Introducing Vedanta



The Theist Revolt

Brahma Sutra

The Karika

The Great Teachers







The word vedanta is normally read as a combination of two words: veda and anta, end. The upanishads are sometimes called vedanta since they are seen as the end and the fulfilment of the Veda. The Vedanta Viewpoint is a family of philosophical schools which take up the issues discussed in the upanishads; the nature of the self, the relation of the Ultimate Self to Ultimate Reality, Atman to Brahman,the status of the world given inexperience, the relation of the world we experience to Brahman..

MOKSHA is the central aim of all schools of Indian Philosophy. This determines the attitude with which we approach philosophy, its subject matter and the way we view great philosophical teachers. The Indian philosophical tradition is ancient going back to the Vedas. Even the hymn books, the Rk and Saman Vedas show signs of genuine philosophical questioning.

The philosophical teachings of the Veda were challenged from the fifth century BCE by the Great heresy - Buddhism. From the Brahminical tradition, Buddhist teaching is seen as atheistic, anti-personalist, ethical, monastic, meditative, socially reformist, anti-Vedic, anti-Brahminical. Praiseworthy as aspects of the Buddhist religion might seem to Brahmins, it remained a great challenge to their status and authority, and to the authority of the Vedas.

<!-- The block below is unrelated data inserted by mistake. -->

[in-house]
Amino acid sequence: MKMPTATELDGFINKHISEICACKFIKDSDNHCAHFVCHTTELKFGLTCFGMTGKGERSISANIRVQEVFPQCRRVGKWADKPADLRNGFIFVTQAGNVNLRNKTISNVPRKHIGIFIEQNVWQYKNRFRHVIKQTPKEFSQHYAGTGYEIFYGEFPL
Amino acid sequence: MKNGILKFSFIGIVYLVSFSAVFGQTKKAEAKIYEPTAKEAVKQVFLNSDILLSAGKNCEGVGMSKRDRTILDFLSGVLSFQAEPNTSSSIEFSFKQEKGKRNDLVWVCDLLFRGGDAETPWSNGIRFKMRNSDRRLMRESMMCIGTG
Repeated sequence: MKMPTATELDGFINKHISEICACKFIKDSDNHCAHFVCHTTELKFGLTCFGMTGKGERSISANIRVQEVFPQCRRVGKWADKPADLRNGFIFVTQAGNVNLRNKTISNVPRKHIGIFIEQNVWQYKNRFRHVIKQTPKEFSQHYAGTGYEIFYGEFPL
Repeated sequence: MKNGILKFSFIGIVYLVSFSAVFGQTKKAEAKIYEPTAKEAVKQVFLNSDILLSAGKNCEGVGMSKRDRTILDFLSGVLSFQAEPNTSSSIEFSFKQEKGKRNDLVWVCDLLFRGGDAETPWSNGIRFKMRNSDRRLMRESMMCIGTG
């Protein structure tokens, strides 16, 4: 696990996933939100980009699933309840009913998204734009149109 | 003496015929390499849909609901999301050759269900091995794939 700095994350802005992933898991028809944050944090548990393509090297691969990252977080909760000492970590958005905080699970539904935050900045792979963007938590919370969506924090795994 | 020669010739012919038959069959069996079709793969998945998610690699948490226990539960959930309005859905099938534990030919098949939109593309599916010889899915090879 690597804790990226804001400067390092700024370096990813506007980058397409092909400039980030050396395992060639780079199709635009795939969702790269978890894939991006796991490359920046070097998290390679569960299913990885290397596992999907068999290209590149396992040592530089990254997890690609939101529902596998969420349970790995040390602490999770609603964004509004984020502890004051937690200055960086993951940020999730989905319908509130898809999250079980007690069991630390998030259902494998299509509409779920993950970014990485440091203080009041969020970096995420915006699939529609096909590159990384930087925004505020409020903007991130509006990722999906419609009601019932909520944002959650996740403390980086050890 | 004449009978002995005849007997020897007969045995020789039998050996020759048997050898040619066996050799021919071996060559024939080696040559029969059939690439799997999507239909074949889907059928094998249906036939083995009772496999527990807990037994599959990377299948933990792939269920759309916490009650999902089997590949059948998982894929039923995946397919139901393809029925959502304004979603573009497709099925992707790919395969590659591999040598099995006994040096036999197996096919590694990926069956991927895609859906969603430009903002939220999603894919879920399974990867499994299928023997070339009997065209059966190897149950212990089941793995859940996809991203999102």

The Buddhist missionaries spread the religion so effectively it came to dominate Indian life at the highest levels for a millenium.

Nonetheless, Astika philosophy survived, and some of its greatest products were written in the Buddhist period - e.g. Vedanta Sutra. By the eighth century CE a major Astika Reaction was underway, led by Gaudapada and Sankara, both of whom are conscious opponents of Buddhism, despite the fact they adopt a great deal of Buddhist terminology and many Buddhist philosophical arguments. The success and failure of Advaita Vedanta lies in this: it offers a philosophical basis for Brahminical religious doctrine and practice as sophisticated as that which Buddhist philosophers offered, but retaining a Vedic basis, affirming the reality of the Self, and justifying the cult of the Gods; but it is an austere and intellectualist creed which, while it made place for popular religion, explains it as belonging to a lower & limited level of consciousness


The Theist Revolt

Advaita Vedanta made a significant contribution to the Hindu battle against the dominance of Buddhism. Some devout worshippers of the Gods, however, saw, and have always seen, Advaita Vedantins as themselves no more than "shame-faced Buddhists," they saw the Advaita Vedanta as having taken on so much of the fundamental position of Mahayana Buddhism that it had merely wrapped a core of Buddhist teaching in Hindu garments. The rise of strong devotional Hindu movements in South India led by schools of religious poets and hymnographers went hand in hand with the rise of theistic philosophical schools which rejected the Advaita Vedanta as vehemently as they rejected Buddhism. Indeed, as the Hindu Revival in the South and the slaughter of monks and destruction of monasteries and universities by the Muslim invaders in the North led to the waning and eventually the extinction of Indian Buddhism, the Theistic philosophical schools came to see the Advaita Vedantins as their most significant opponents.

The Theist Agenda

A common fundamental religious agenda is visible across the various Theistic philosophical schools, despite their very considerable differences from each other. This common agenda can be summarised as follows:










Leading Theist Philosophers

The principal Theistic schools of Vedanta were founded by:

Ramanuja 1017-1127 Visistadvaita the Modified Non-dualist school.

Madhva 1197-1273 Dvaita the Dualist school.